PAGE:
Group apache
ServerAdmin Webmaster@www.ebank.lab
UseCanonicalName Off
ServerSignature Off
HostnameLookups Off
ServerTokens Prod
<IfModule mod_dir.c>
    DirectoryIndex index.html
DocumentRoot "/www/vhosts"

# =================================================
# Access control
# =================================================
<Directory />
    Options None
    AllowOverride None
    Order deny,allow
    Deny from all
<Directory "/www/vhosts/www.ebank.lab">
    Order allow,deny
    Allow from all
<Directory "/www/vhosts/www.test.lab">
    Order allow,deny
    Allow from all

# =================================================
# MIME encoding
# =================================================
<IfModule mod_mime.c>
    TypesConfig /usr/local/apache/conf/mime.types
DefaultType text/plain
<IfModule mod_mime.c>
    AddEncoding x-compress Z
    AddEncoding x-gzip gz tgz
    AddType application/x-tar .tgz

# =================================================
# Logs
# =================================================
LogLevel warn
LogFormat "%h %l %u %t \"%r\" %>s %b \"%{Referer}i\" \"%{User-Agent}i\"" combined
LogFormat "%h %l %u %t \"%r\" %>s %b" common
LogFormat "%{Referer}i -> %U" referer
LogFormat "%{User-agent}i" agent
ErrorLog /usr/local/apache/logs/error_log
CustomLog /usr/local/apache/logs/access_log combined

# =================================================
# Virtual hosts
# =================================================
NameVirtualHost *
<VirtualHost *>
	DocumentRoot "/www/vhosts/www.ebank.lab"
	ServerName "www.ebank.lab"
	ServerAlias "www.e-bank.lab"
	ErrorLog logs/www.ebank.lab/error_log
	CustomLog logs/www.ebank.lab/access_log combined
<VirtualHost *>
	DocumentRoot "/www/vhosts/www.test.lab"
	ServerName "www.test.lab"
	ErrorLog logs/www.test.lab/error_log
	CustomLog logs/www.test.lab/access_log combined

The above configuration includes only the commands that are necessary
to fulfill the functionality and security assumptions. In the
configuration presented, there are two virtual hosts supported by the
Web server:

- www.ebank.lab (www.e-bank.lab)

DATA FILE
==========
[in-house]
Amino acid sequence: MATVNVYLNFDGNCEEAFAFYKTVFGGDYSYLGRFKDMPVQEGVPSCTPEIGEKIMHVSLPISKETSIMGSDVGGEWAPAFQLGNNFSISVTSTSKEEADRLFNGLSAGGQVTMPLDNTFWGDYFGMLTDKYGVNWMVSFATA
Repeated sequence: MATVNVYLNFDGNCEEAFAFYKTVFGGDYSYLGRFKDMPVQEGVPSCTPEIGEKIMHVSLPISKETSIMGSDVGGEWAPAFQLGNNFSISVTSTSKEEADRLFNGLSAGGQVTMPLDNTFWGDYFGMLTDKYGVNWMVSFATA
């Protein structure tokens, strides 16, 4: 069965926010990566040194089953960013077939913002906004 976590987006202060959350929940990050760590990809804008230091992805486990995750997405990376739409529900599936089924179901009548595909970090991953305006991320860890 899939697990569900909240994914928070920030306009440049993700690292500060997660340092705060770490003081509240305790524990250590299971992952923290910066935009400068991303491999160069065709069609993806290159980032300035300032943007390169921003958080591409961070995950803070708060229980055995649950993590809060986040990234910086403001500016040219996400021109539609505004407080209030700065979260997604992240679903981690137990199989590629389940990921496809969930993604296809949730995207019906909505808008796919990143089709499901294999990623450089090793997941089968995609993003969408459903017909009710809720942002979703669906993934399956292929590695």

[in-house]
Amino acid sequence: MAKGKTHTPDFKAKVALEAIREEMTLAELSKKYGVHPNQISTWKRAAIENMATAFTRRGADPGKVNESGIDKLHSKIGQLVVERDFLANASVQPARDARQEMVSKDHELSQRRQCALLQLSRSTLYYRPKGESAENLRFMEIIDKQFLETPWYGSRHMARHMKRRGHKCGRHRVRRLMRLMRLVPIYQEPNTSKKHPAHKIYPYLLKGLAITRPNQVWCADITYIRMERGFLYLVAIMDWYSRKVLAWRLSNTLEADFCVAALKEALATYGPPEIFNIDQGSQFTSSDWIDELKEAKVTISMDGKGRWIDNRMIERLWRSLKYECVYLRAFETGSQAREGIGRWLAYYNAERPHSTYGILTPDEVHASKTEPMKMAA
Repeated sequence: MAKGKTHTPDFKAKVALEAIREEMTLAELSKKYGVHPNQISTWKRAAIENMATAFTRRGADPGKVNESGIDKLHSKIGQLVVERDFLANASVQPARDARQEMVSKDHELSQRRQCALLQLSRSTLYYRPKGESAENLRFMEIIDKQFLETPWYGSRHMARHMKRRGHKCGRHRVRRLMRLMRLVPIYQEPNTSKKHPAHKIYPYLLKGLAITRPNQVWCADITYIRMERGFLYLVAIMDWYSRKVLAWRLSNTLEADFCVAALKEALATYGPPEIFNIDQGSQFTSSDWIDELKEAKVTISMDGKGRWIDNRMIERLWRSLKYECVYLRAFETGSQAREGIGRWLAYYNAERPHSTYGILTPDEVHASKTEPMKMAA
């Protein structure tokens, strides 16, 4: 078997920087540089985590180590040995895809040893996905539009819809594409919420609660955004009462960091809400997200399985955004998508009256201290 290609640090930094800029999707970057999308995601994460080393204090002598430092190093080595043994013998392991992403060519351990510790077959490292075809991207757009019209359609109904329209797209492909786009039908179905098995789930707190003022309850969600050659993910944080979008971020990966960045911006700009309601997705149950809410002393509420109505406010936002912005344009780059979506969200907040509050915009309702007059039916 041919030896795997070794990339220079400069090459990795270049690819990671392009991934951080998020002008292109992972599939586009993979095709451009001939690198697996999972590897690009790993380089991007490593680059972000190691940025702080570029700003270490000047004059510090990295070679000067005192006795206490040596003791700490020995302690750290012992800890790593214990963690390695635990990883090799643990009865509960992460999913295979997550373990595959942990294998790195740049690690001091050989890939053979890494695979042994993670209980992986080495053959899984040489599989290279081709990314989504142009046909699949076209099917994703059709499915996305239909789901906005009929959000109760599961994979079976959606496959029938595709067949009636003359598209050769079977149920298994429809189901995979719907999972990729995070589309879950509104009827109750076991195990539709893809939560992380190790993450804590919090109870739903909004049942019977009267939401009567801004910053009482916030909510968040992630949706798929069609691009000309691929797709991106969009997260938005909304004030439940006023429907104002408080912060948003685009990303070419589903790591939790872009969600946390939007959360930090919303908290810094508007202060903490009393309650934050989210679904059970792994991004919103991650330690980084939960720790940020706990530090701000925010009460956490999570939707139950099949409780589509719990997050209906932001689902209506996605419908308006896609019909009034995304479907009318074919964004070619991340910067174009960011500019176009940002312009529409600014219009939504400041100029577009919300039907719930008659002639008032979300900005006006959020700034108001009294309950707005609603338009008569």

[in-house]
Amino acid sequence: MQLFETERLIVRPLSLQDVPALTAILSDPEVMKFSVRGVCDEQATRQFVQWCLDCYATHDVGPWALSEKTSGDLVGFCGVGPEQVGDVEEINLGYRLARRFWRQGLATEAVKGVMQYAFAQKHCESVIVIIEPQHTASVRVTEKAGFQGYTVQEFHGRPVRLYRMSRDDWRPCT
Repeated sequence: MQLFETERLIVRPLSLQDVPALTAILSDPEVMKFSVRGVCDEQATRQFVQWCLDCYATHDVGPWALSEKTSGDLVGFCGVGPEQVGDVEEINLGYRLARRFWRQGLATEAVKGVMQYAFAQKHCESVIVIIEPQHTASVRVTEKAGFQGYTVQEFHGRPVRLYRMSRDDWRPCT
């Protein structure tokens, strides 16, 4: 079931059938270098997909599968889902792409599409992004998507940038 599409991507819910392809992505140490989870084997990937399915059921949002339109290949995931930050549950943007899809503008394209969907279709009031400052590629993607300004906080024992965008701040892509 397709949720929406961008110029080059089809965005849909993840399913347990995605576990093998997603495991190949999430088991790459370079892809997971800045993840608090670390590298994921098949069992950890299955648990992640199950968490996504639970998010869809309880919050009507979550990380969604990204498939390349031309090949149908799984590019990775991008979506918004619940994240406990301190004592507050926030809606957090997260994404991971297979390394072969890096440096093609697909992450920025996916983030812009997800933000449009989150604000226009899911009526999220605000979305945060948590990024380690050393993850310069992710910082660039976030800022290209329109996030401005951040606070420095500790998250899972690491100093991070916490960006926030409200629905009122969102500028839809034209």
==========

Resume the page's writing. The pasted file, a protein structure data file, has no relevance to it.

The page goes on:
- www.test.lab

The content of the above Web sites is physically present in the
following directories:

- /chroot/httpd/www/vhosts/www.ebank.lab
- /chroot/httpd/www/vhosts/www.test.lab

Each Web site has its own log files, which are present in the
following directories:

- /chroot/httpd/usr/local/apache/logs/www.ebank.lab
- /chroot/httpd/usr/local/apache/logs/www.test.lab

The above directories must be created before running the Apache for
the first time - otherwise the Apache will not run correctly. The
owner of the above directories should be root:sys, and the rights
should be set to 0755.

Compared with the default Apache configuration file, the following
changes have been made:


the number of enabled modules has been significantly reduced

Apache doesn't disclose information about its version number
(directives: ServerTokens, ServerSignature)

Apache's processes (except the root process) are set to be executed
with unique regular user's/group's privileges (directives: User,

Apache will allow access only to the directories, subdirectories and
files, which are explicitly specified in the configuration file
(directives: Directory, Allow); all other requests will be denied by

Apache will log more information about HTTP requests

Final steps

At the end we should create a start-up script "", the
content of which will be similar to the following:



echo -n " apache"

case "$1" in
	/usr/sbin/chroot $CHROOT $HTTPD
	kill `cat ${CHROOT}/${PIDFILE}`
	echo ""
	echo "Usage: `basename $0` {start|stop}" >&2
	exit 64

exit 0

The above script should be copied to the proper directory (depends on
particular UNIX system), where by default startup scripts are held.
In case of FreeBSD it is the /usr/local/etc/rc.d directory.


The above method allows achieving a higher security level of the
Apache server than the one, offered in the default installation.

Thanks to enabling only the absolutely necessary Apache modules,
finding a new vulnerability in one of them doesn't have to indicate
that our server is vulnerable. Hiding the Apache's version number,
turning off the directory indexing service, chrooting and restricted
configuration make a successful break-in very difficult. A chrooted
environment has also one more important advantage - immunity to the
large number of exploits, mainly because of lack of the shell
(/bin/sh, /bin/csh etc.). Even if an intruder will success in
executing system commands, escaping the chrooted environment could
turn out to be quite a problem.

By SecurityFocus.

#3 Dillinja



  • Sergeant Major
  • 1,015 posts

Posted 18 August 2003 - 01:42 AM

Delighted to have helped! :D